Article / 07 November 2014 at 13:03 GMT

The American exception

Head of Trading / The ECU Group plc
United Kingdom

  • USD still reigns over FX markets
  • Markets anticipate ECB bond purchases
  • GBP likely to align with USD, outpacing EUR

By Neil Staines

US looks like an island of prosperity versus the rest of the world” - James Bullard

On Tuesday, we discussed the recent economic and monetary developments in the global economy and suggested that the USD was “the only game in (FX) town”. The events that have occurred since then have only added to our conviction. 


Pictured: FX town (at least at the moment). Photo: Peshkova \ iStock

While the fireworks earlier this week were undoubtedly in the JPY, in the aftermath of the European Central Bank meeting it is likely that the USD’s ascent against the EUR becomes a more ingrained theme in forex trading.  

“Overall, the euro area is grinding to a standstill and poses a major risk to world growth” — OECD chief economist Catherine Mann

In the run-up to this month’s ECB meeting, speculation had grown (in large part due to a Reuters report published on Tuesday) that there was growing disquiet within the governing council over the communication policy of Mario Draghi, particularly regarding his explicit reference to the ECB's balance sheet expansion. 

His references at the two previous press conferences had implied a trillion-euro balance sheet expansion through covered bond and asset-backed securities purchases. If the disquiet were to be believed, then it potentially reduced the bank's commitment to large-scale expansion and thus (again potentially) stood to unwind some of the implicit easing bias of the ECB.

“Read my lips…” — George H. W. Bush

In a change to the opening paragraph, Mr. Draghi put paid to such speculation. He did this by maintaining the magnitude of the expected balance sheet expansion (back to 2012 levels) and by revealing that the formal description of the "expectation" contained in the statement had been agreed to by all governing council members.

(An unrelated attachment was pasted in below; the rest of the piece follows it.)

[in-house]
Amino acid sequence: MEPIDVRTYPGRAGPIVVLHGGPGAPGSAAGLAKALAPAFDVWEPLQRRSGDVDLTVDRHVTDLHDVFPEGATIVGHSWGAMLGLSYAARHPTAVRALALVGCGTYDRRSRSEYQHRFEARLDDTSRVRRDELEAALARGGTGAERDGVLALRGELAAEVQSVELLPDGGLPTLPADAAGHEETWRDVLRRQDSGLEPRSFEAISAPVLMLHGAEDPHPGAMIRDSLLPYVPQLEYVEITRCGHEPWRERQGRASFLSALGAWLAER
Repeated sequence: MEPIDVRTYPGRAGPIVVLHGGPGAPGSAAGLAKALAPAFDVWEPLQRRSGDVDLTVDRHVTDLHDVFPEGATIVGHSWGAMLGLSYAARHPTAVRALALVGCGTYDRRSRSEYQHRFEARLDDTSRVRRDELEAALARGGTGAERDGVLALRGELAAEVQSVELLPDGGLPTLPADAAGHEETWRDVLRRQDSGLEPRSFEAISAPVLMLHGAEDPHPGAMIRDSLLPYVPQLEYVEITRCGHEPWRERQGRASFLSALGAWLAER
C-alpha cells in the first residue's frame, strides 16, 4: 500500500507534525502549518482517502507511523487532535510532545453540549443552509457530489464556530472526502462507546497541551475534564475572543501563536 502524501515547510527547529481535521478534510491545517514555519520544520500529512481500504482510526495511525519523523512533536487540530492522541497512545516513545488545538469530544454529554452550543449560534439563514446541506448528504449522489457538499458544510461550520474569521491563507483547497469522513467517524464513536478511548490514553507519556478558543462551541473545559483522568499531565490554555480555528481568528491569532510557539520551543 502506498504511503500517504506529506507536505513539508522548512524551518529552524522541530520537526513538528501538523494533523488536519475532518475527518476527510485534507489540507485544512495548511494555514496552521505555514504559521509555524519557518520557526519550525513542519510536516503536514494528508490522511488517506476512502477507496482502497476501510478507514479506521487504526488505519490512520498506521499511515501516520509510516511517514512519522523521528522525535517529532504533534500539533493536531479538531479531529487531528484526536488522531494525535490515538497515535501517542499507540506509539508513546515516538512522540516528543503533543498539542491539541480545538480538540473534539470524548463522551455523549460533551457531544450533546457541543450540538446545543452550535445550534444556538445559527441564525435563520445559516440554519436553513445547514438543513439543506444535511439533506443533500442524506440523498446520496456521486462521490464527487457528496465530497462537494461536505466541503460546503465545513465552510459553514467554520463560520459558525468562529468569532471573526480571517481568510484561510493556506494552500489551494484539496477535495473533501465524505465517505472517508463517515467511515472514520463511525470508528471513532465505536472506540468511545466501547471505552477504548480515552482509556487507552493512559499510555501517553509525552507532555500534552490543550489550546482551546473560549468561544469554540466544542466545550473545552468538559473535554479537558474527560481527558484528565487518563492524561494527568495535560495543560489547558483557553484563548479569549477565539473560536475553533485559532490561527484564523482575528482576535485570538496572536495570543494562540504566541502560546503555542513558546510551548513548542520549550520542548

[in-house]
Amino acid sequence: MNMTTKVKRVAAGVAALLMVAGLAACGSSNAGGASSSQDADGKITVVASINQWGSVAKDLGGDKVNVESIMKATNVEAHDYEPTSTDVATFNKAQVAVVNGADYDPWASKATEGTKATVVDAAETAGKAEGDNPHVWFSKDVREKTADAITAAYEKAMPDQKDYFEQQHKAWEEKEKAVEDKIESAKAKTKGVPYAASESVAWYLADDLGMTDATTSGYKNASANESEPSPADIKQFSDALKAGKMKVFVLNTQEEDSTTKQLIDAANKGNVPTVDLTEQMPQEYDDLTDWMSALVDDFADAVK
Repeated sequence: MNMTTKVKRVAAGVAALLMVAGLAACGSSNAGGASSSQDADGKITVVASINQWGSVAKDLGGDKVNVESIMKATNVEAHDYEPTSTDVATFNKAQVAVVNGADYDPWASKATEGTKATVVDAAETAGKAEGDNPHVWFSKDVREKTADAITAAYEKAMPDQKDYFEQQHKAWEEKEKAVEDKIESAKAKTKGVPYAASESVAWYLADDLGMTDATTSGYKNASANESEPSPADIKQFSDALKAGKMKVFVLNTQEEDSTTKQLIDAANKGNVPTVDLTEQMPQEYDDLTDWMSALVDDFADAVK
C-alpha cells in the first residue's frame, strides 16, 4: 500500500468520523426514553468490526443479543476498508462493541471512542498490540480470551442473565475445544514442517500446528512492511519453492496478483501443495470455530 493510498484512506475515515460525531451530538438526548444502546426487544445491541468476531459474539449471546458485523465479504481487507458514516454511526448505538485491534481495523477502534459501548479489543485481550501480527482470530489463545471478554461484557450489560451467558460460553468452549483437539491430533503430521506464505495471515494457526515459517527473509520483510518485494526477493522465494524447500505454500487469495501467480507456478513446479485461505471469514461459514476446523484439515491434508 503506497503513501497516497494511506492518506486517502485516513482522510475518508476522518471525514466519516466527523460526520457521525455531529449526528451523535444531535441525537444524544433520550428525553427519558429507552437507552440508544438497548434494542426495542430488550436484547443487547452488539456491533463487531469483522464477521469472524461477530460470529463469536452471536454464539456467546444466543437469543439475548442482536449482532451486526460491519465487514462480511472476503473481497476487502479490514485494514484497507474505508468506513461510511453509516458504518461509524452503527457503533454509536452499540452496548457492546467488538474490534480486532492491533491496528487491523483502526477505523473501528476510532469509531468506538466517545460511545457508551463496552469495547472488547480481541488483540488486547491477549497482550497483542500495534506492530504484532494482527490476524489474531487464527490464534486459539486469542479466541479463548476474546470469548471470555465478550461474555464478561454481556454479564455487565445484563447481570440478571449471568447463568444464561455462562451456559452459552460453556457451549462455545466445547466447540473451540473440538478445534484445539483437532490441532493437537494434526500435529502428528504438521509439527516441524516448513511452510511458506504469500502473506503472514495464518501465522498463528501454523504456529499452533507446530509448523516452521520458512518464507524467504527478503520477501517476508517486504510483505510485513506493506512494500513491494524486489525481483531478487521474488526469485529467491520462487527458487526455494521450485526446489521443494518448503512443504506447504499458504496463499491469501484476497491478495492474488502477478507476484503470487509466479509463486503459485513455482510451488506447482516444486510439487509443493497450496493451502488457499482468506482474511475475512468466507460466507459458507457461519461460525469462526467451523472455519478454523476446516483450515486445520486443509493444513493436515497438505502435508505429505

In the post-meeting press conference (from which analysts and commentators expected no great surprises), Mr. Draghi’s rhetoric in relation to the ECB balance sheet expansion went a step further. Not only did he explicitly state that “ECB assets are to expand as others contract”, he also suggested that the ECB is ready to increase the stimulus if does not have the desired impact — even as covered bond and ABS purchases expand.

Furthermore, he stated that the bank is “unanimous in [its] commitment” to act again if growth or inflation expectations disappoint further. The governing council has also tasked staff with “preparing new measures to be implemented, if needed”, which likely means markets will increasingly anticipate purchases of corporate or even sovereign bonds (as well, perhaps, as some technical amends to the TLTRO programme), possibly as soon as December.

“Germany expects low ECB rates ‘somewhat’ beyond 2016” — Wolfgang Schaeuble

It is precisely this economic and monetary differentiation (that we have been proclaiming for some months now) that continues to favour the USD over both EUR and JPY. 

Furthermore, as the US (and the UK) move further into the process of monetary normalisation, it is likely that this divergence continues (and widens) for some time to come. The USD remains the dominant force, but the economic and monetary characteristics and momentum of the UK should align GBP far closer to the USD than to the EUR or JPY.

In the UK, in contrast to the sharp downward revisions to growth prospects in the Eurozone (particularly Germany's recent correction), Britain's National Institute For Social and Economic Research (NIESR) raised its 2015 GDP growth forecast this week, to 2.5% from 2.3%. 


It's no USD, but it's no euro either. Photo: Adam Gault \ Photodisc

Furthermore, we feel that the current market expectations regarding a UK interest rate hike have moved too far back. Consequently, we believe that economic momentum and interest rate expectations in the UK now offer a positive risk/reward trade-off for GBP in general. 

Politics remain a slight drag for GBP at the current juncture, but at least against EUR (as well as AUD and JPY), the economic and relative value case for GBP outperformance remains compelling. 

-- Edited by Michael McKenna

Neil Staines is head of trading at The ECU Group. Follow Neil or comment below to engage with's social trading challenge.


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